The following Editorial was published in the NY Post on June 15, 2015:
Here’s a rarity for New York: Assembly Democrats are standing firm against dozens of labor groups by blocking a bill that would help the union members’ kids.
The bill would encourage giving to union (and other) scholarship funds, by offering donors a tax credit. Grants from these funds would go to poor and middle-class families, including those who belong to the unions, to help them afford private and religious schools and so escape rotten public schools.
The unions are desperate for the bill to pass, because they hope to raise enough money to help as many of their members’ kids as possible. This weekend, dozens of the labor groups called on the Assembly to stop blocking the bill.
“Our scholarship fund is always under financial strain,” says James Lemonda, president of the Uniformed Fire Officers Assocation. The bill, he explains, “would encourage contributions” to help “assist the children of our fallen.”
Richard Wells, of the Police Conference, notes that “the vast majority” of the 200-plus associations tied to his group offer tuition aid to kids “of police officers killed or injured in the line of duty.” The bill, he says, would “directly help these children.”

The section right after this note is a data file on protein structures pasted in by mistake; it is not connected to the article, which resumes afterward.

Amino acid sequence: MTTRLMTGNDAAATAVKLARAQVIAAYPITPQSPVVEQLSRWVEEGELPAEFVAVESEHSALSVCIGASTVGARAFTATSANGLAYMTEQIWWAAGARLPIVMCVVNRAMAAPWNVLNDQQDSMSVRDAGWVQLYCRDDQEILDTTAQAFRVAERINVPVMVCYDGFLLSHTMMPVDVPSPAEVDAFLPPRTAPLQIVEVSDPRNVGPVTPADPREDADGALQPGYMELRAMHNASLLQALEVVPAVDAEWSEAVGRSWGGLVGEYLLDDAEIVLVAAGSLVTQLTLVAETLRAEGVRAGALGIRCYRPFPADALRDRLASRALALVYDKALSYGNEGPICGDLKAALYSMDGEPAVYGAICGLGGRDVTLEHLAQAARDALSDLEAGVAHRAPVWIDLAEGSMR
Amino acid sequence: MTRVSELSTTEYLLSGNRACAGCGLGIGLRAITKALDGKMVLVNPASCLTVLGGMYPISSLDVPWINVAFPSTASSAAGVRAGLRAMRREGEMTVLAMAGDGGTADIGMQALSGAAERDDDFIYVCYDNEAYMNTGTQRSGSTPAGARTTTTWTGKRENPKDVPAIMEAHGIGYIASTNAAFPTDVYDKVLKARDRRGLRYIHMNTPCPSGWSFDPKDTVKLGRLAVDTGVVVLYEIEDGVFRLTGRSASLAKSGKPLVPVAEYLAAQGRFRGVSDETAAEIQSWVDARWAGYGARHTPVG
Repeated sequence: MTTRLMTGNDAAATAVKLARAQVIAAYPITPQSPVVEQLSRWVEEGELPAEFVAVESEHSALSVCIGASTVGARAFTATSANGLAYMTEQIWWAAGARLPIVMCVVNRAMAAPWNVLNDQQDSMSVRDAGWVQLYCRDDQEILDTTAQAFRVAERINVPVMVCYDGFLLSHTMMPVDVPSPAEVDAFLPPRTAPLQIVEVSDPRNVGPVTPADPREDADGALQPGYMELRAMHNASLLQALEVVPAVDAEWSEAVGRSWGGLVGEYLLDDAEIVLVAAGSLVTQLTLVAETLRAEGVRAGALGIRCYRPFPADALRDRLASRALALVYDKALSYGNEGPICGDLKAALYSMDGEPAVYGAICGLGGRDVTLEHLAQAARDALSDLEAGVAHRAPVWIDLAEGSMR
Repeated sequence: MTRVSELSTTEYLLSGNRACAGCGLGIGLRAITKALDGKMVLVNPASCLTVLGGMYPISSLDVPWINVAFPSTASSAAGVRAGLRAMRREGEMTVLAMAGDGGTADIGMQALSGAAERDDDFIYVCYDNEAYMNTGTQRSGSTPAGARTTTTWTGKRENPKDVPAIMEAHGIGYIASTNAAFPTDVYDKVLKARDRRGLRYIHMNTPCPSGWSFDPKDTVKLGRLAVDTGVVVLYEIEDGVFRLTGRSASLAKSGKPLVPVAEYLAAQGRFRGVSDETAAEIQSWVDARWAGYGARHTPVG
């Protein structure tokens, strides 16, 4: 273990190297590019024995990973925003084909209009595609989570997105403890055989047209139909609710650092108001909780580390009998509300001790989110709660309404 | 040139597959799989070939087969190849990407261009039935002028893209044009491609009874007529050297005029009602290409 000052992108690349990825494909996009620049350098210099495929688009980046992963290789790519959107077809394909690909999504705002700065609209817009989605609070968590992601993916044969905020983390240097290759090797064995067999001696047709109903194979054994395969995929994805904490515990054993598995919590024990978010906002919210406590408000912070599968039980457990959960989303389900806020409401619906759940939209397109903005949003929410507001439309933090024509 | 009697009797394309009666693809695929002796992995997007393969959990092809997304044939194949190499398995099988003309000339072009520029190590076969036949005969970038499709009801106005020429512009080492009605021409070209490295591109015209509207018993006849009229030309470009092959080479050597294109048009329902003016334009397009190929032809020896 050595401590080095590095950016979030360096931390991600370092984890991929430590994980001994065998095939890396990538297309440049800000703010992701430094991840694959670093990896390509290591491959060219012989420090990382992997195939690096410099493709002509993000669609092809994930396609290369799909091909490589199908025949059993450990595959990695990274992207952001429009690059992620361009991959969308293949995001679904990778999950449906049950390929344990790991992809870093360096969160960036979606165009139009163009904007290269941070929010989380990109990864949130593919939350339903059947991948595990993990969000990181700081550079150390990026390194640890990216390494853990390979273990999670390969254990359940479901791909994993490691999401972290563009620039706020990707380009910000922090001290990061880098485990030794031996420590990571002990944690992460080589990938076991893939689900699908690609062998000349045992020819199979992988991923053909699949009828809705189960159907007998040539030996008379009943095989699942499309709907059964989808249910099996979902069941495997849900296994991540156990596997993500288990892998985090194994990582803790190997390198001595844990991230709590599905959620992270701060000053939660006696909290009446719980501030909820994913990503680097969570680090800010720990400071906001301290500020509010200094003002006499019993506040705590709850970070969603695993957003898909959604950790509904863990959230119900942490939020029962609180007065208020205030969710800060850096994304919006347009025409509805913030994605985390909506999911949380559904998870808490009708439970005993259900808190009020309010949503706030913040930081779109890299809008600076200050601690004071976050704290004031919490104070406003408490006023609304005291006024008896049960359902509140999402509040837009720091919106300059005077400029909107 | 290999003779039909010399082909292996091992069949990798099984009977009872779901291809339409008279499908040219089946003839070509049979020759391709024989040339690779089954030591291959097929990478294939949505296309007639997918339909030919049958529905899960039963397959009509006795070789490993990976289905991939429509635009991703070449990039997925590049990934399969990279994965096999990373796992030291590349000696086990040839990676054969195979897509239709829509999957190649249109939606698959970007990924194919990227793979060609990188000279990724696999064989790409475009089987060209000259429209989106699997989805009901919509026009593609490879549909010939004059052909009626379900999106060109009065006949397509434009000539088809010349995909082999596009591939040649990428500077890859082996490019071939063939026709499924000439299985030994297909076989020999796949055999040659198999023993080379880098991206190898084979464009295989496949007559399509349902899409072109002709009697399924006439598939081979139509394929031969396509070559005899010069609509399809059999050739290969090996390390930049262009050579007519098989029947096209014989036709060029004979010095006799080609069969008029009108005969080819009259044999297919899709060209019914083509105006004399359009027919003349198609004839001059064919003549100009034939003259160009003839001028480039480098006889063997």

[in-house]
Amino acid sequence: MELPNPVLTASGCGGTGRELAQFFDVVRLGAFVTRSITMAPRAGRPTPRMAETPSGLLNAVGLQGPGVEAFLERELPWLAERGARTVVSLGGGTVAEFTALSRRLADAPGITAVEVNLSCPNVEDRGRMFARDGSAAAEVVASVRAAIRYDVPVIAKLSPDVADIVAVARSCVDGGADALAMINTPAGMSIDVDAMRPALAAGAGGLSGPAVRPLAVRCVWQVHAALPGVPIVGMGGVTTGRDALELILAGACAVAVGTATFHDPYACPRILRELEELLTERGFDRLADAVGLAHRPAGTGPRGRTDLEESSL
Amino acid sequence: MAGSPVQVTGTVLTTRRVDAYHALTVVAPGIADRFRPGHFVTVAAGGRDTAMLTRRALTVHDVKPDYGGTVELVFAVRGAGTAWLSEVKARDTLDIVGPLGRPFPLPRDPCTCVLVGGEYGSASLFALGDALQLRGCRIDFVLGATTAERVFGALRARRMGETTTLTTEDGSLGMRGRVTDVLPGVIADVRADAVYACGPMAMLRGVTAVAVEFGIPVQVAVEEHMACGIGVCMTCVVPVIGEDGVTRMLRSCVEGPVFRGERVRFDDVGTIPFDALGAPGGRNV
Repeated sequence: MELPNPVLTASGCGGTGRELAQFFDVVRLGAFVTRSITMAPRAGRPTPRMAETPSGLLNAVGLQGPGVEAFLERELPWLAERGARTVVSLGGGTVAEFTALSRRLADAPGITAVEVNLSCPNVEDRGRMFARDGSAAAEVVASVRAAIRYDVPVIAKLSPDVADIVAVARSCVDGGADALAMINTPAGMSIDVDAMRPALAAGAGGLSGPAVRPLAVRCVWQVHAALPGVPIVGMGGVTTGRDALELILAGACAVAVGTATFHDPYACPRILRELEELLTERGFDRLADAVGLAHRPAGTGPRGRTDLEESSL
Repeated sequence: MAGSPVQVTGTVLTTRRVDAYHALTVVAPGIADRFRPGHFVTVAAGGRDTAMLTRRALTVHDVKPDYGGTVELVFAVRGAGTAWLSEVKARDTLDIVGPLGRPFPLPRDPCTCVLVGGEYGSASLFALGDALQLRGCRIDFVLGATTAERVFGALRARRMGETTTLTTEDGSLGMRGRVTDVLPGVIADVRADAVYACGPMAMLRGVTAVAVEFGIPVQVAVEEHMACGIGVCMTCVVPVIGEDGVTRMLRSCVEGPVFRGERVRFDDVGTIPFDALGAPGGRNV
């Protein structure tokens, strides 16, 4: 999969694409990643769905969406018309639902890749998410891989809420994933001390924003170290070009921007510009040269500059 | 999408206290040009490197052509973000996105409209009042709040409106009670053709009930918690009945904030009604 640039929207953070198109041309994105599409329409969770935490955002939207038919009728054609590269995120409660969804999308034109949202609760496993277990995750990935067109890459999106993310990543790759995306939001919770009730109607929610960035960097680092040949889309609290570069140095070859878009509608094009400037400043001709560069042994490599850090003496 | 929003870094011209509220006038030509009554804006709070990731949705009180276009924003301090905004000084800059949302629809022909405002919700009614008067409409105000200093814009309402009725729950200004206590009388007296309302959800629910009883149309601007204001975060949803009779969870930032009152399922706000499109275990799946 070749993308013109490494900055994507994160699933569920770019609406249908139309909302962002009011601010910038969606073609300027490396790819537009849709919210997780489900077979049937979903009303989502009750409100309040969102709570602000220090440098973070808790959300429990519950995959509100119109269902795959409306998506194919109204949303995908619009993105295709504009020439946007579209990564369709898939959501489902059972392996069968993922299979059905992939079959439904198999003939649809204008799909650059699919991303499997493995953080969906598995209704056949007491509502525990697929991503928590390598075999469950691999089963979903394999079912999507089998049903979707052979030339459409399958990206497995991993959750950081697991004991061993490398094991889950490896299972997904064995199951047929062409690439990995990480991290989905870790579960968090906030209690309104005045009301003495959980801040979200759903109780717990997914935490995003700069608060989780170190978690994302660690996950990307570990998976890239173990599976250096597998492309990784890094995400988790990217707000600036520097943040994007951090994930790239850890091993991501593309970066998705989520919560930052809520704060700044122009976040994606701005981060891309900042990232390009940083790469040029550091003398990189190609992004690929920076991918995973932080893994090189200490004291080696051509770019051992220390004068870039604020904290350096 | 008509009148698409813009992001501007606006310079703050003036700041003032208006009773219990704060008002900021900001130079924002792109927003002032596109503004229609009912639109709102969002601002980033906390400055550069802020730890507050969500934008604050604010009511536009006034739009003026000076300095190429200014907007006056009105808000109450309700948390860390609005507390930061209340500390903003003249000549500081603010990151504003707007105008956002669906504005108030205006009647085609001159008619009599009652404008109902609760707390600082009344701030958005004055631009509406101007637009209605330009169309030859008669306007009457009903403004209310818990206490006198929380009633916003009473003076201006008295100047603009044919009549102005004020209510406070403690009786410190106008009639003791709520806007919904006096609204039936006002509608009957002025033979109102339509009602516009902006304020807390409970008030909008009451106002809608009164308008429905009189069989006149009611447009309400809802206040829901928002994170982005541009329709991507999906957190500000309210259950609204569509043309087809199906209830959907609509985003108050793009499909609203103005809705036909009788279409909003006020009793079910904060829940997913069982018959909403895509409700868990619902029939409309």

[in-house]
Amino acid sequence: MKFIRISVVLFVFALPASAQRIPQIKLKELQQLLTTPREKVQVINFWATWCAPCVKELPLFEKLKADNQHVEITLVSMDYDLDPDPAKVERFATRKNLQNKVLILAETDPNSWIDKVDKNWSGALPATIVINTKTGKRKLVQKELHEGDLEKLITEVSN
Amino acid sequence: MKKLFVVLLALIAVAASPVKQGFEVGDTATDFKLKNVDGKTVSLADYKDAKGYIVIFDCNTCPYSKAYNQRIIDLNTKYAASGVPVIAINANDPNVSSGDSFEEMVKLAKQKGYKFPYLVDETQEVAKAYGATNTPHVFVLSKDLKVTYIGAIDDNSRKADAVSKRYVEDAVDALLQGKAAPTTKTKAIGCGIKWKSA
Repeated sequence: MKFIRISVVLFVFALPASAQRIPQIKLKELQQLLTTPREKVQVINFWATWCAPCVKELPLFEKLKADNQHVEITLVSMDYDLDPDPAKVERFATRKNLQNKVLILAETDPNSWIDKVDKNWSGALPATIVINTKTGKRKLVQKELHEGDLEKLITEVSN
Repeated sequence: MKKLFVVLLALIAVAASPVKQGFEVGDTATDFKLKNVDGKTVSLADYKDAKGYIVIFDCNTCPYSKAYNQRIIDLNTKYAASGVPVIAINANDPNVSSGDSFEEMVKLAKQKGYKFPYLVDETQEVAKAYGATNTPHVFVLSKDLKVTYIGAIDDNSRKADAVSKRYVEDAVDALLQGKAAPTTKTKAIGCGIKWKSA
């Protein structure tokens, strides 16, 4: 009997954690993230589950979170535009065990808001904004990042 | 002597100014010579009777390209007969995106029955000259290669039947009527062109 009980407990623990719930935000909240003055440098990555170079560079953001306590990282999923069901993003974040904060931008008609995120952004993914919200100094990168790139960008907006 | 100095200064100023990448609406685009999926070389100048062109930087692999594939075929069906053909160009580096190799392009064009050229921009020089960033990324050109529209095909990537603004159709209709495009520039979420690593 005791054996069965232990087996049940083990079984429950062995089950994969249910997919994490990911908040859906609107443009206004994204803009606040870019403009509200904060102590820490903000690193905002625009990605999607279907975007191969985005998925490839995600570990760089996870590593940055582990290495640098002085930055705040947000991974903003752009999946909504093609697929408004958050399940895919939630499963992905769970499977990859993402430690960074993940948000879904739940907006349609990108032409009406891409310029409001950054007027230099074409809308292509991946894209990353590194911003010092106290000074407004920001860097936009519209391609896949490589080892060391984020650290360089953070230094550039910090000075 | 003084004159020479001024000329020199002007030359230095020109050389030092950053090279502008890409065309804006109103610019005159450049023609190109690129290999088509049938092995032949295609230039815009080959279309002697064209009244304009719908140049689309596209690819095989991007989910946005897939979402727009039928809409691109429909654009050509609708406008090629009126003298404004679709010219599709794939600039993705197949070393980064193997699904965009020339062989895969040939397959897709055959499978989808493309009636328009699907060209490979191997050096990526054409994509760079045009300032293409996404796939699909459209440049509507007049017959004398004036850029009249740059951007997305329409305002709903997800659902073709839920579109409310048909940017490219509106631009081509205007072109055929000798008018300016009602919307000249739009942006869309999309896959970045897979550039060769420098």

Religious and community groups are also lobbying for the bill. They’re eager to give poor, middle-class and minority kids the same advantage rich kids have: i.e., a decent education at a private school.
So why are Assembly Dems blocking it? Don’t they claim to be champions of the poor and middle class — and union allies?
It’s because one monster labor interest opposes the bill: The teachers unions want to keep kids locked in union-dominated public schools, no matter how awful they are.
That’s right: The teacher-union honchos see a bill that offers hope to children as a mortal threat to their turf — and many Assembly Democrats are too cowardly to defy the bosses.
If the Assembly kills this bill, its members lose all right to pose as defenders of the poor, the middle class and minorities — or even as true friends of labor.